The spike in infections had already prompted a number of nightclubs in Catalonia to close of their own accord given the impossibility of ensuring safety measures were respected, according to the sector’s association, Fecasarm. The sector was calling for antigen tests for people wanting to enter bars or nightclubs, and initially, the regional health chief appeared to be open to the proposal.

Groups of youngsters line up to jump off the jetty at Magdalena beach in Santander.
Groups of youngsters line up to jump off the jetty at Magdalena beach in Santander.ROMÁN G. AGUILERA / EFE

However, after the unstoppable rise in cases over the last week – Catalonia has the highest cumulative incidence in Spain, with 493 cases per 100,000 inhabitants – the regional government has instead opted for the more severe approach of closing all nightlife from this weekend onward. Only those night spots with outdoor areas will be able to open, while music festivals will be permitted provided that attendees at any such event with more than 500 people can supply a negative test or proof of vaccination.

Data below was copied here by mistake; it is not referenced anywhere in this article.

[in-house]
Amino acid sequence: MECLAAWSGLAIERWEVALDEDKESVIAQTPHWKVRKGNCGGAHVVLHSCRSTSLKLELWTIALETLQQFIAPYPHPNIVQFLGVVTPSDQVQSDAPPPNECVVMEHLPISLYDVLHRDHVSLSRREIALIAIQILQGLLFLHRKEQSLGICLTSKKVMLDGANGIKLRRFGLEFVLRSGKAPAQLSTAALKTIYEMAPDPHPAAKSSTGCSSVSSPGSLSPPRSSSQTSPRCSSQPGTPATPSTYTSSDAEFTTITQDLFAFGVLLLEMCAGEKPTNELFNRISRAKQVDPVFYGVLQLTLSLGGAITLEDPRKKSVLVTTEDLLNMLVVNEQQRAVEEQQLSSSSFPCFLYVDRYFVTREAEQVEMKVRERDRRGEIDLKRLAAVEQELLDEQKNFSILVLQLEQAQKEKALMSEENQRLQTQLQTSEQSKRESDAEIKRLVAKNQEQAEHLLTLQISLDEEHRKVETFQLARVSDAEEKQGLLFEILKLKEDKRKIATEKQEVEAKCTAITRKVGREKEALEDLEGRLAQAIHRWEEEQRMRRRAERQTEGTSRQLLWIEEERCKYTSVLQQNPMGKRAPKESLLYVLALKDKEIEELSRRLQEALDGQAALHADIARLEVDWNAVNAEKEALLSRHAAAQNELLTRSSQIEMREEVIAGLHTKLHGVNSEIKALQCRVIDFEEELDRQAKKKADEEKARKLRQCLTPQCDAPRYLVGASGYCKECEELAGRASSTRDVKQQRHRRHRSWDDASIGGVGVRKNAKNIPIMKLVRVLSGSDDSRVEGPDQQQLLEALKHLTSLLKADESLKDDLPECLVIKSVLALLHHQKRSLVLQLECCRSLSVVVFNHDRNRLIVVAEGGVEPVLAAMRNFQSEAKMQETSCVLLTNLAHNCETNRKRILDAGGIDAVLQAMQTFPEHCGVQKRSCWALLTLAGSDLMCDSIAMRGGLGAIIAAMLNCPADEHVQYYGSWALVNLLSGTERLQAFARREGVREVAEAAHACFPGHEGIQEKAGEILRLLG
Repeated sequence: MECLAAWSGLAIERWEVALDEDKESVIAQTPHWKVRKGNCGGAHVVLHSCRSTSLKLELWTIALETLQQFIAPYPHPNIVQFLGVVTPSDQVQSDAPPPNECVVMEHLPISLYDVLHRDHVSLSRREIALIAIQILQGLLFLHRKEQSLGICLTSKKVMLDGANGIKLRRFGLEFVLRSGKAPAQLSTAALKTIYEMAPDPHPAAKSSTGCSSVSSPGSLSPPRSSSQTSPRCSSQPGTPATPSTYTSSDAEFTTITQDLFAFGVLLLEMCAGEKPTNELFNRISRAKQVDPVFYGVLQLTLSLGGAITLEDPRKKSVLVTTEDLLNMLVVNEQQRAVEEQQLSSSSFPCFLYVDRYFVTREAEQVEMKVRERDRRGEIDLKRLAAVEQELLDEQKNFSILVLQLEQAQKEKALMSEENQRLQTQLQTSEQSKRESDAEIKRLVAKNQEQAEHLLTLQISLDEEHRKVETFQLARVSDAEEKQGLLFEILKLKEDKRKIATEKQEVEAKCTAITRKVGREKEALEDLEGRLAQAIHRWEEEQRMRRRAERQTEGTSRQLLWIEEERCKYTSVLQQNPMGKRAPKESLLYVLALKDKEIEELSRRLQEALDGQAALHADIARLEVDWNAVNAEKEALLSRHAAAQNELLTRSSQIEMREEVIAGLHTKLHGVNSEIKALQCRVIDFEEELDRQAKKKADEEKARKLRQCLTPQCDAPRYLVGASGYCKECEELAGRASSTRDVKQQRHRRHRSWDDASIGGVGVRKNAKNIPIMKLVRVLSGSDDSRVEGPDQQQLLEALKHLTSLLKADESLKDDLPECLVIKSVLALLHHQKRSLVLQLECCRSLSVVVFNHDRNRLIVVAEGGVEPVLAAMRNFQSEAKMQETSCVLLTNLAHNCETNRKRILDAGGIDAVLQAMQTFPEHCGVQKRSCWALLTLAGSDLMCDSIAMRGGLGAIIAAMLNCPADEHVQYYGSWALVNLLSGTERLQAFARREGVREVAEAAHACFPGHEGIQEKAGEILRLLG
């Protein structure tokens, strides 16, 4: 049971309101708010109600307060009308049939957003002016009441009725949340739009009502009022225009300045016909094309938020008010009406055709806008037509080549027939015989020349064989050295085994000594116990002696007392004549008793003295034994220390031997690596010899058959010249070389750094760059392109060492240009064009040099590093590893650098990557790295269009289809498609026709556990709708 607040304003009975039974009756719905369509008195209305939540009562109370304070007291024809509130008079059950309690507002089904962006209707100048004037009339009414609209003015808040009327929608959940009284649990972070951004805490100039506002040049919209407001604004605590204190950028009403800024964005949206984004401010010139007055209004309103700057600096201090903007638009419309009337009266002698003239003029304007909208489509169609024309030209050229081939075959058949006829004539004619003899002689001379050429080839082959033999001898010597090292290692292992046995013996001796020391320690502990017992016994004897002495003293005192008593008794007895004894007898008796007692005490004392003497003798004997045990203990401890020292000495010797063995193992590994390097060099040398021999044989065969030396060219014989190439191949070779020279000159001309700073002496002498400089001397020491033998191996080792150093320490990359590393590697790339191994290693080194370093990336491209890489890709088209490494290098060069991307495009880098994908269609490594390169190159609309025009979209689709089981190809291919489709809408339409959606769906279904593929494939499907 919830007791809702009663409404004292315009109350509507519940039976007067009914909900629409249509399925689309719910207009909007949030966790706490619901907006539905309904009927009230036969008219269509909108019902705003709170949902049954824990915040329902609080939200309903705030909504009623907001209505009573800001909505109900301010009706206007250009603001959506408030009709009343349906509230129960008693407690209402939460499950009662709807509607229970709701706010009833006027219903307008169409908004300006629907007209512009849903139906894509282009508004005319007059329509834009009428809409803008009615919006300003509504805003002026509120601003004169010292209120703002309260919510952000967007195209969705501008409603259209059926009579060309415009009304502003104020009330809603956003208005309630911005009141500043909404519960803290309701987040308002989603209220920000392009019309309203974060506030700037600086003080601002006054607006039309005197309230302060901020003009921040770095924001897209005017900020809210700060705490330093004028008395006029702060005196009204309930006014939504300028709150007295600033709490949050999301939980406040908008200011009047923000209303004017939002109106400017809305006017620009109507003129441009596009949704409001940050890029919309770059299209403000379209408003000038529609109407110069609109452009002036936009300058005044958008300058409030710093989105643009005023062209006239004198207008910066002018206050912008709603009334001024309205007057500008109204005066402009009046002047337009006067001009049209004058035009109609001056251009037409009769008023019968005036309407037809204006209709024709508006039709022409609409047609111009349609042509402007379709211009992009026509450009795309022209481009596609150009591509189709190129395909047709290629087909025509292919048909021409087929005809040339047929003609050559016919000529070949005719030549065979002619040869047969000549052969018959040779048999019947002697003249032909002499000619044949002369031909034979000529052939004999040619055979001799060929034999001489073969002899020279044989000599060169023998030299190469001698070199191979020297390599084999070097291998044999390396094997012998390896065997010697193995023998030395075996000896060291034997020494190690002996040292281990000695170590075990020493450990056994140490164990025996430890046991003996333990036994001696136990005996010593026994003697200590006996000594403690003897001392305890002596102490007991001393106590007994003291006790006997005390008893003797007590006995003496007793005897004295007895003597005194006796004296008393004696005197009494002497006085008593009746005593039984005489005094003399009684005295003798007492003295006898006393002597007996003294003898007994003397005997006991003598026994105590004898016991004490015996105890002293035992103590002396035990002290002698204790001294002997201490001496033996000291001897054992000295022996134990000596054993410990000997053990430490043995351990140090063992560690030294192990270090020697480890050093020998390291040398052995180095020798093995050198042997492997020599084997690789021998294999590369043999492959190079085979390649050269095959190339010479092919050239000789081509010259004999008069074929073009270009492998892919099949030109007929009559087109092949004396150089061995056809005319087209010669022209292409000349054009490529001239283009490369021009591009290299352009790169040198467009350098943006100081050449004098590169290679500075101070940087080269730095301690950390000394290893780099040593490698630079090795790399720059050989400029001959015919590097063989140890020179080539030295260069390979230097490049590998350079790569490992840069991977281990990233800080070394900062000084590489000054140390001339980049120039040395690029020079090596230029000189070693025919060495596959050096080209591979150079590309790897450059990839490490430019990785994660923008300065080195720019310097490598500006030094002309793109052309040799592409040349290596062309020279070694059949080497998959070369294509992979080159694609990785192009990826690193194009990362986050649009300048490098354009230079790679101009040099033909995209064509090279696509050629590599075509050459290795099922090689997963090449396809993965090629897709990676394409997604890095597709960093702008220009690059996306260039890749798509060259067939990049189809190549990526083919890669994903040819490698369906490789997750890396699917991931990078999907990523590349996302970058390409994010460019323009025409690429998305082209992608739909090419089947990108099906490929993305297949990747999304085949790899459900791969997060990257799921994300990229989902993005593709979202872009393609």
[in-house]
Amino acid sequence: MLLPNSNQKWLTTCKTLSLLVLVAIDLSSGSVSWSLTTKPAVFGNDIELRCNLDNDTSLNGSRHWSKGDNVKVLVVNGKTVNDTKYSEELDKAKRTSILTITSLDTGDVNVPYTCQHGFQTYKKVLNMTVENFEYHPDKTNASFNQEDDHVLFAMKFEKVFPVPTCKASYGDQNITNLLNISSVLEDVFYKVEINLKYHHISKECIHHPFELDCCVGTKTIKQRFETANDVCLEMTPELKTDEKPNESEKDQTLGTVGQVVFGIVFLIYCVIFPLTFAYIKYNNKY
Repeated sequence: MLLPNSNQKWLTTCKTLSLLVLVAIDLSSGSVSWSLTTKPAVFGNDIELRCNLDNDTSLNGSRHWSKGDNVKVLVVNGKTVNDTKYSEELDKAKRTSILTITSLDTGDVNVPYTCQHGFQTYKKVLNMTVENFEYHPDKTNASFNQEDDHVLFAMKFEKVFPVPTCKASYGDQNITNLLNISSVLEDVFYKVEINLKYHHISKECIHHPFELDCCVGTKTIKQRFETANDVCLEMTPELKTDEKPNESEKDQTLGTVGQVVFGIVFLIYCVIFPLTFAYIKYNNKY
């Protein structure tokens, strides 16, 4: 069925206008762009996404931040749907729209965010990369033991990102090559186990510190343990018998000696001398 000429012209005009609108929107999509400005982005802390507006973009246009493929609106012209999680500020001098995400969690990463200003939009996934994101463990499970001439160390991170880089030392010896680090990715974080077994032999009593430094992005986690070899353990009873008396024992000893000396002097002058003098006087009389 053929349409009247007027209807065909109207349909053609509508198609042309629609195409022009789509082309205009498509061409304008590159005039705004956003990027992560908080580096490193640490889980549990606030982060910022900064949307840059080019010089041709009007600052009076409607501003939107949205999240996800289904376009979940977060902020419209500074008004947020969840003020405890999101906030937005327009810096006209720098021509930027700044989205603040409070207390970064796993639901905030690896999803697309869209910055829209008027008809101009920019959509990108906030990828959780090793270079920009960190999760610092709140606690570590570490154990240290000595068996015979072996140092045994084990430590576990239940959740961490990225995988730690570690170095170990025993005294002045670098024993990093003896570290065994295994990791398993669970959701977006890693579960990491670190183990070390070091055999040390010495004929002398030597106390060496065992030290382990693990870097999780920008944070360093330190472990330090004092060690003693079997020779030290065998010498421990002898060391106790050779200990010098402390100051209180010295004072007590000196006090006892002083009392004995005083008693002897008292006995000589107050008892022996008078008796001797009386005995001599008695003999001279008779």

Experts agree that the social dynamics that are seen in nightlife venues, where control measures are relaxed and it’s easier for crowds to form without proper protection, are key to explaining the spike in infections in Spain in the last two weeks.

“We have to prohibit mass events,” argues Jesús Molina Cabrillana, spokesperson for the Spanish Society for Preventive Medicine, Public Health and Hygiene. “We have already seen that capacity limits are not respected, nor distancing nor the use of masks. We must take selective measures. I’m not talking about a lockdown, but rather the maximum control of nightlife.”

Daniel López-Acuña, a former director of emergencies at the World Health Organization (WHO), supports the mass testing of youngsters that is being carried out by regions such as Navarre, Asturias and the Balearic Islands. He is calling for “public health measures to be strengthened with more early testing and more contact tracing.” He also wants to see a step backward in terms of the use of masks, which have not been obligatory outside when social distancing can be maintained since June 26. “The Health Ministry should seriously consider the use of masks again outdoors, because physical distancing is not going to be respected,” he argues. The Catalan government is in agreement with this proposal. “We believe that masks should be obligatory again in Catalonia, but it’s the Spanish government that can modify their use,” said Catalan government spokesperson, Patricia Plaja.

Whatever is done now, the curve is not going to be reduced by much. We’re going to have a complicated summer
Jesús Molina Cabrillana, spokesperson for the Spanish Society for Preventive Medicine, Public Health and Hygiene